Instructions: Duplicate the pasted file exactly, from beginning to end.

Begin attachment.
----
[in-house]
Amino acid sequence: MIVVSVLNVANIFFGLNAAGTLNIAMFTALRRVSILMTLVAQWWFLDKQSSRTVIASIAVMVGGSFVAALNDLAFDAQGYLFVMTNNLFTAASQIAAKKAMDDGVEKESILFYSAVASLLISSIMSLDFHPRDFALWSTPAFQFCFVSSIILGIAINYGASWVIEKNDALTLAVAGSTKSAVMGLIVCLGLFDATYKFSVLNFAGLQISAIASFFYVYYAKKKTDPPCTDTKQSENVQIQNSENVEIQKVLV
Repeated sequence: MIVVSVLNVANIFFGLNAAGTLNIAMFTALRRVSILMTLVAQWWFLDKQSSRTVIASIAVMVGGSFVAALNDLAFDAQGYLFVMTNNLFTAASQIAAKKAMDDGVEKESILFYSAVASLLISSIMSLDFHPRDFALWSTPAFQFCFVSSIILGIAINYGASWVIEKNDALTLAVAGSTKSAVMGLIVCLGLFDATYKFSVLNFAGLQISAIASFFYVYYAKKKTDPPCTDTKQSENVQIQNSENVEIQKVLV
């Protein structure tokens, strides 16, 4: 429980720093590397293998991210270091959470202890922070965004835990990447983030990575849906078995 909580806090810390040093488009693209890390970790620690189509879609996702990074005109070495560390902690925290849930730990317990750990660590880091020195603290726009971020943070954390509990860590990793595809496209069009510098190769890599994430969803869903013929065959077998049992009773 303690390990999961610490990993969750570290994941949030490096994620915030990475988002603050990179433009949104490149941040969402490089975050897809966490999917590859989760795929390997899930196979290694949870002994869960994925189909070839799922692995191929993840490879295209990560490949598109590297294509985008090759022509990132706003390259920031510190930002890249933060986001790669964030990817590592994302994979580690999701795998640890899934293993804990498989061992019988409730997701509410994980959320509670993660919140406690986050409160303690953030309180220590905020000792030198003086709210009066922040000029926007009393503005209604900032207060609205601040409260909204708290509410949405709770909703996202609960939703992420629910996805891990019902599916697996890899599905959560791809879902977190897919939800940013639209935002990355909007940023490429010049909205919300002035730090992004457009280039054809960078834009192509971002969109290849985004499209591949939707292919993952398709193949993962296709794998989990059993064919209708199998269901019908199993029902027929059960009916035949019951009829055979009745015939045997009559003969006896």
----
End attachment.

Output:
[in-house]
Amino acid sequence: MIVVSVLNVANIFFGLNAAGTLNIAMFTALRRVSILMTLVAQWWFLDKQSSRTVIASIAVMVGGSFVAALNDLAFDAQGYLFVMTNNLFTAASQIAAKKAMDDGVEKESILFYSAVASLLISSIMSLDFHPRDFALWSTPAFQFCFVSSIILGIAINYGASWVIEKNDALTLAVAGSTKSAVMGLIVCLGLFDATYKFSVLNFAGLQISAIASFFYVYYAKKKTDPPCTDTKQSENVQIQNSENVEIQKVLV
Repeated sequence: MIVVSVLNVANIFFGLNAAGTLNIAMFTALRRVSILMTLVAQWWFLDKQSSRTVIASIAVMVGGSFVAALNDLAFDAQGYLFVMTNNLFTAASQIAAKKAMDDGVEKESILFYSAVASLLISSIMSLDFHPRDFALWSTPAFQFCFVSSIILGIAINYGASWVIEKNDALTLAVAGSTKSAVMGLIVCLGLFDATYKFSVLNFAGLQISAIASFFYVYYAKKKTDPPCTDTKQSENVQIQNSENVEIQKVLV
């Protein structure tokens, strides 16, 4: 429980720093590397293998991210270091959470202890922070965004835990990447983030990575849906078995 909580806090810390040093488009693209890390970790620690189509879609996702990074005109070495560390902690925290849930730990317990750990660590880091020195603290726009971020943070954390509990860590990793595809496209069009510098190769890599994430969803869903013929065959077998049992009773 303690390990999961610490990993969750570290994941949030490096994620915030990475988002603050990179433009949104490149941040969402490089975050897809966490999917590859989760795929390997899930196979290694949870002994869960994925189909070839799922692995191929993840490879295209990560490949598109590297294509985008090759022509990132706003390259920031510190930002890249933060986001790669964030990817590592994302994979580690999701795998640890899934293993804990498989061992019988409730997701509410994980959320509670993660919140406690986050409160303690953030309180220590905020000792030198003086709210009066922040000029926007009393503005209604900032207060609205601040409260909204708290509410949405709770909703996202609960939703992420629910996805891990019902599916697996890899599905959560791809879902977190897919939800940013639209935002990355909007940023490429010049909205919300002035730090992004457009280039054809960078834009192509971002969109290849985004499209591949939707292919993952398709193949993962296709794998989990059993064919209708199998269901019908199993029902027929059960009916035949019951009829055979009745015939045997009559003969006896």